Under the Portfolio Lending and Mortgage Access Act (H.R. 2226, sponsored by Rep. Andy Barr, R-Ky.), the Truth in Lending Act (TILA) is amended to extend the “qualified mortgage” safe harbor to loans held in portfolio by some depository institutions with less than $10 billion in assets. Loans eligible for safe harbor treatment cannot have negative amortization or interest-only features, and must to comply with limits on prepayment penalties. The creditor must document and “continually verify a consumer’s income, employment, assets, and credit history,” according to a summary of the bill. The measure passed on voice vote.
ANOTHER WEEK, ANOTHER RFI: #7 LOOKS AT ‘RULEMAKING PROCESSES’
For the seventh straight week, CFPB issued a “request for information” (RFI) regarding its own processes, inviting public input on the discretionary aspects of the bureau’s rulemaking actions. The RFI – the seventh of an expected 12 to be issued by the bureau — has a 90-day comment period (expected to begin today with publication in the Federal Register).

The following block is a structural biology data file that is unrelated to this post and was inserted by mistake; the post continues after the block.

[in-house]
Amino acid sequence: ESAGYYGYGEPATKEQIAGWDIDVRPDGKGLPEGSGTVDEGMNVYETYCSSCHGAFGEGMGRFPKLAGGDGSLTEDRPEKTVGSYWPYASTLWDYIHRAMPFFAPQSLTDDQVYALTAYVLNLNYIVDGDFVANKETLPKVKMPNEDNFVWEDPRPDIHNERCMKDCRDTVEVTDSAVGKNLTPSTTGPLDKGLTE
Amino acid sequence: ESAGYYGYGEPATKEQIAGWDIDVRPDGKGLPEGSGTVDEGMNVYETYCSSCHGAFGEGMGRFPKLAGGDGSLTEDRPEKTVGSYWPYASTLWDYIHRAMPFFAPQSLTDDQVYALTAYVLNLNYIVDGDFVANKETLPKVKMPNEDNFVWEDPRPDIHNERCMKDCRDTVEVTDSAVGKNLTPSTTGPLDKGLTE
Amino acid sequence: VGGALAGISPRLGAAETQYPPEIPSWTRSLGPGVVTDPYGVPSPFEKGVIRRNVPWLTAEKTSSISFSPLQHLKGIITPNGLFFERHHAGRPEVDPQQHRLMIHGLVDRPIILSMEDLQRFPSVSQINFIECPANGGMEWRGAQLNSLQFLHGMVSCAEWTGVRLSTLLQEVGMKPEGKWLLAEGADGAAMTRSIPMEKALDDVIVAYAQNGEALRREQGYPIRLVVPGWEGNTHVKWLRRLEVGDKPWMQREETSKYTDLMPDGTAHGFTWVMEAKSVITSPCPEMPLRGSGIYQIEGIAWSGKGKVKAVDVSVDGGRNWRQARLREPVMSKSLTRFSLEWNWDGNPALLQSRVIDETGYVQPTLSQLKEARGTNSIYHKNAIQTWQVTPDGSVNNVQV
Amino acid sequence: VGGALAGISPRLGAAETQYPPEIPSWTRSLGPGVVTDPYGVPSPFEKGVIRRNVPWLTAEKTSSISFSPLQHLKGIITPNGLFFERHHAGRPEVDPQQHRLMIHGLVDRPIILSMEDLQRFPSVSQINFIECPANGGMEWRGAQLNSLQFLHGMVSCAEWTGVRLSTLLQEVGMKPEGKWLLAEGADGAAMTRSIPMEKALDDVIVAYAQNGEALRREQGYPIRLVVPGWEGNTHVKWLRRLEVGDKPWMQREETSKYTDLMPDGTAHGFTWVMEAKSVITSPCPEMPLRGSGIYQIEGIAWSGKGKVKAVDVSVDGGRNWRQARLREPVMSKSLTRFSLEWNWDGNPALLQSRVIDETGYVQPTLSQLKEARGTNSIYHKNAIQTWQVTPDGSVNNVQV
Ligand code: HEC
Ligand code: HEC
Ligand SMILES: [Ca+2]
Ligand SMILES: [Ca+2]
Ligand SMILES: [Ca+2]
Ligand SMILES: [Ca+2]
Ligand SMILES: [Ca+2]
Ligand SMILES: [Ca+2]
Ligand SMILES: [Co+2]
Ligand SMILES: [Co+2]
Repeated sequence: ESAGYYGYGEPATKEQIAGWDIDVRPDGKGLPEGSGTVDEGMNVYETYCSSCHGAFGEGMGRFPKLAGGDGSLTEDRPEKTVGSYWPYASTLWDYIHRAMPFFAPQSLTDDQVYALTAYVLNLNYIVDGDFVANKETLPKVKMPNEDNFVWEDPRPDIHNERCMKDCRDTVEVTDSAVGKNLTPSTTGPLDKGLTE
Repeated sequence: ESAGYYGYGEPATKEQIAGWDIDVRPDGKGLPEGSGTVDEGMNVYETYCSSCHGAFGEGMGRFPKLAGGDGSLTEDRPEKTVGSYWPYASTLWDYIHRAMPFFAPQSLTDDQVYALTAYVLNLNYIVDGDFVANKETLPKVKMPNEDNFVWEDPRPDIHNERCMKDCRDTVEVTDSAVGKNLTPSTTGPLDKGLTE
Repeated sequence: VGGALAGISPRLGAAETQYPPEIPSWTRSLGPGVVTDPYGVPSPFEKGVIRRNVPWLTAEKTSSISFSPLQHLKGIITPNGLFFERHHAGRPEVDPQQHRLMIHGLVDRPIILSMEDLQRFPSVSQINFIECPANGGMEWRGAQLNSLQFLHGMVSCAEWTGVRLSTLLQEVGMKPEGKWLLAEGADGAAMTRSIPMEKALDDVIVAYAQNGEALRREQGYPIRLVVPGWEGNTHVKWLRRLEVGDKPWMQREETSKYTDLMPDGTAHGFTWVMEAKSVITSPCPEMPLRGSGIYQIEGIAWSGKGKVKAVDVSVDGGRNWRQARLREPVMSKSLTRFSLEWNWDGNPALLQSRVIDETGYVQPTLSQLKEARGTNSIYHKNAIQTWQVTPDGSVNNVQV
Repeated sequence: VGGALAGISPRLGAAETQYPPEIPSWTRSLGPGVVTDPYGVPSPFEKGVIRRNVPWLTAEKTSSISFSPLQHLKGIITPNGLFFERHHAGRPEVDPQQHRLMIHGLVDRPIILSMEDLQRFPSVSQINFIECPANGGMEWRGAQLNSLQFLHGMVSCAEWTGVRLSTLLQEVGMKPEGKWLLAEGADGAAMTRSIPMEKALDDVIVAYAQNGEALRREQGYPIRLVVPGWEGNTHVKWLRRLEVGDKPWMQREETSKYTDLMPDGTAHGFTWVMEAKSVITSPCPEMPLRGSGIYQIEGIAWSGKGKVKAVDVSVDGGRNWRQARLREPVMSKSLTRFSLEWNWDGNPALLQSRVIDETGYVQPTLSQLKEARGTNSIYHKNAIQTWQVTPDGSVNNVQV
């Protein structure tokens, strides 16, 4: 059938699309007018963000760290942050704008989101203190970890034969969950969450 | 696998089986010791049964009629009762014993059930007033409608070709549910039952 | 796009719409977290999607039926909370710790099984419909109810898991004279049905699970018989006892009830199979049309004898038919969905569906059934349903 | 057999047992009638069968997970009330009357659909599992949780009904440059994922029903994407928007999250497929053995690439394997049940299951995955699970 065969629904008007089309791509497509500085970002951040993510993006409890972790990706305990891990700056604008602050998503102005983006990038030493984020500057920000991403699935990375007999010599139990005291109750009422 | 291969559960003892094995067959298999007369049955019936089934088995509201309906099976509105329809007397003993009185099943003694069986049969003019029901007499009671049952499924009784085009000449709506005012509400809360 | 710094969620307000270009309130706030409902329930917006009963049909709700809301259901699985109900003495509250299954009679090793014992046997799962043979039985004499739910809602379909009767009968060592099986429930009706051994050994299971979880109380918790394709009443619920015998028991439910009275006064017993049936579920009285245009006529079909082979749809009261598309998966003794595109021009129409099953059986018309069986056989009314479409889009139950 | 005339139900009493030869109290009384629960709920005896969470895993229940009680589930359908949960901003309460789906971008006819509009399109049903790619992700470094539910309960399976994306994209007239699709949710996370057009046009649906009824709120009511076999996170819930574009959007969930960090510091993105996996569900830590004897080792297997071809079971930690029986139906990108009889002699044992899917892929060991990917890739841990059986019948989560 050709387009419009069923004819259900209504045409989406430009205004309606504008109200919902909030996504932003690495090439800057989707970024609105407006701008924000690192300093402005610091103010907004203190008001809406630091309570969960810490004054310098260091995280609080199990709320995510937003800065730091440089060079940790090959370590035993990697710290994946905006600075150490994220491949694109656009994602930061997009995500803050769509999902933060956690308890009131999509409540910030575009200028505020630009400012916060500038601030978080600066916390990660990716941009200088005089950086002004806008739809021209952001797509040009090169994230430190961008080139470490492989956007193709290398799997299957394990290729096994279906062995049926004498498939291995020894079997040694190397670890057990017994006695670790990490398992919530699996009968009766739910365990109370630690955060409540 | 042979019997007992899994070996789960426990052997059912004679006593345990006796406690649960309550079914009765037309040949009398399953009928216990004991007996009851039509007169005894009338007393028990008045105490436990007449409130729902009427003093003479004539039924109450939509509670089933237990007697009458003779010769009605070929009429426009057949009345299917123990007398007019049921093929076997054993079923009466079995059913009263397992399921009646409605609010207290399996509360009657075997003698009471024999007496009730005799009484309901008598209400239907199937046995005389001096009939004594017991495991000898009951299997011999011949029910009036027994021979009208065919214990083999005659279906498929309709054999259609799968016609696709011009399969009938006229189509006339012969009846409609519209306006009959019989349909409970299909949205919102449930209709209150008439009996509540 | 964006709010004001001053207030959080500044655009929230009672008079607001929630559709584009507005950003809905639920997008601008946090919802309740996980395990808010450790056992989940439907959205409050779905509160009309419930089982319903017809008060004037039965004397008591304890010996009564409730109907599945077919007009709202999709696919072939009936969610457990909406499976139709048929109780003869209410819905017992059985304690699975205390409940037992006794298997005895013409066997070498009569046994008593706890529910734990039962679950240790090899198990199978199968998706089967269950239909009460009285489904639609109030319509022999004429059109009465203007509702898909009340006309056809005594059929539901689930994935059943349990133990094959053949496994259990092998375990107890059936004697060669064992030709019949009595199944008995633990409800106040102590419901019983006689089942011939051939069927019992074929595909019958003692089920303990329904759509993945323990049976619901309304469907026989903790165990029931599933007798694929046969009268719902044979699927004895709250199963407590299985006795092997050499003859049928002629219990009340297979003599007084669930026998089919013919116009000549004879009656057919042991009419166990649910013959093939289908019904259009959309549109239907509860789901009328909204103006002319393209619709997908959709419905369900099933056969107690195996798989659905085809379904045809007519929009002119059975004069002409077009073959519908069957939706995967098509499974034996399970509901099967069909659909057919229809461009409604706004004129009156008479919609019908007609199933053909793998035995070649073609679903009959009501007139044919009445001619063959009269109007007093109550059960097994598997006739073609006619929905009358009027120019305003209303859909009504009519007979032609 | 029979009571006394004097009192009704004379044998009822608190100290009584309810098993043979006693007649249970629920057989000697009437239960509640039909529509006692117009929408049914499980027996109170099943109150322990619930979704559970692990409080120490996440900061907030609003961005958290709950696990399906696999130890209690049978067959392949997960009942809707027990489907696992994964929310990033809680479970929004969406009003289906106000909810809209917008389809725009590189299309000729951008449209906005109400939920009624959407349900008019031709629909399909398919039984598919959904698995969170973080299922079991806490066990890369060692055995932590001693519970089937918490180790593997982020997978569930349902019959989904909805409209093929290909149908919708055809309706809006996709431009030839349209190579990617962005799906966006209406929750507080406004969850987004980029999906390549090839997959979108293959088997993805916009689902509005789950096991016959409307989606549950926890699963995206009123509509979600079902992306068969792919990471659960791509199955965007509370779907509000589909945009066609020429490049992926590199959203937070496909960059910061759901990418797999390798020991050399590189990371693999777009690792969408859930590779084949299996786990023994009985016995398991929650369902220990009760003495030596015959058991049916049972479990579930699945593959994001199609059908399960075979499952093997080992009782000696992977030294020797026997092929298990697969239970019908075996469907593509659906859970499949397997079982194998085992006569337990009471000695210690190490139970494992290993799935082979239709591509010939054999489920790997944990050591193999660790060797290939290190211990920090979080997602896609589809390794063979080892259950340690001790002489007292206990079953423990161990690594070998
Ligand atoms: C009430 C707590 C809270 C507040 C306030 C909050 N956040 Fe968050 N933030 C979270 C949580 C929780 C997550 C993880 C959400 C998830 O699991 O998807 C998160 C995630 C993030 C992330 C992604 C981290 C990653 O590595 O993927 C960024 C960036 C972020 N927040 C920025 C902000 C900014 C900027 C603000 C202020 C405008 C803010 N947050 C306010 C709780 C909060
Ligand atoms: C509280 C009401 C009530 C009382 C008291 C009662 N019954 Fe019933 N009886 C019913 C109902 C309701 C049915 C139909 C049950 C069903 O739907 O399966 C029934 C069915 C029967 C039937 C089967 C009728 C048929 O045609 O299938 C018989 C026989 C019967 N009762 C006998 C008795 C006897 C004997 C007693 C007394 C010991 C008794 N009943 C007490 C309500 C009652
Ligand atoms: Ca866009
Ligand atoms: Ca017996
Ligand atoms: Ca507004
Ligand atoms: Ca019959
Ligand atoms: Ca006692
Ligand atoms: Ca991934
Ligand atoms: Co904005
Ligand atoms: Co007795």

In the latest in the RFI series (which bureau Acting Director Mick Mulvaney has said is a “call for evidence” to ensure the bureau is “fulfilling its proper and appropriate functions to best protect consumers”) CFPB said it seeks comments in a dozen areas, organized as:
- Initial outreach and information gathering – mechanisms used, convening of review panels representing a cross-section of affected small entities (called SBREFA panels, named for the 1996 Small Business Regulatory Enforcement Fairness Act), consultations with tribal governments.
- Notices of proposed rulemaking – content of notices of proposed rulemaking (NPRM), the bureau’s issuance of the NPRM and supporting materials, comment periods, mechanisms for encouraging additional feedback, processing and posting of comments received, outreach and engagement before and after comment periods, consideration of new data, studies and reports by other agencies or other third parties after an NPRM is released.
- Final rules – content of the notice issuing the final rule, release of the final rule on the bureau’s website before it appears in the Federal Register as well as any supporting materials.
The bureau said it wants comments that address positive and negative aspects of its processes; provide specific suggestions regarding potential updates or modifications to those processes and supporting data regarding potential impacts; and specifics regarding any process aspects that should not be modified.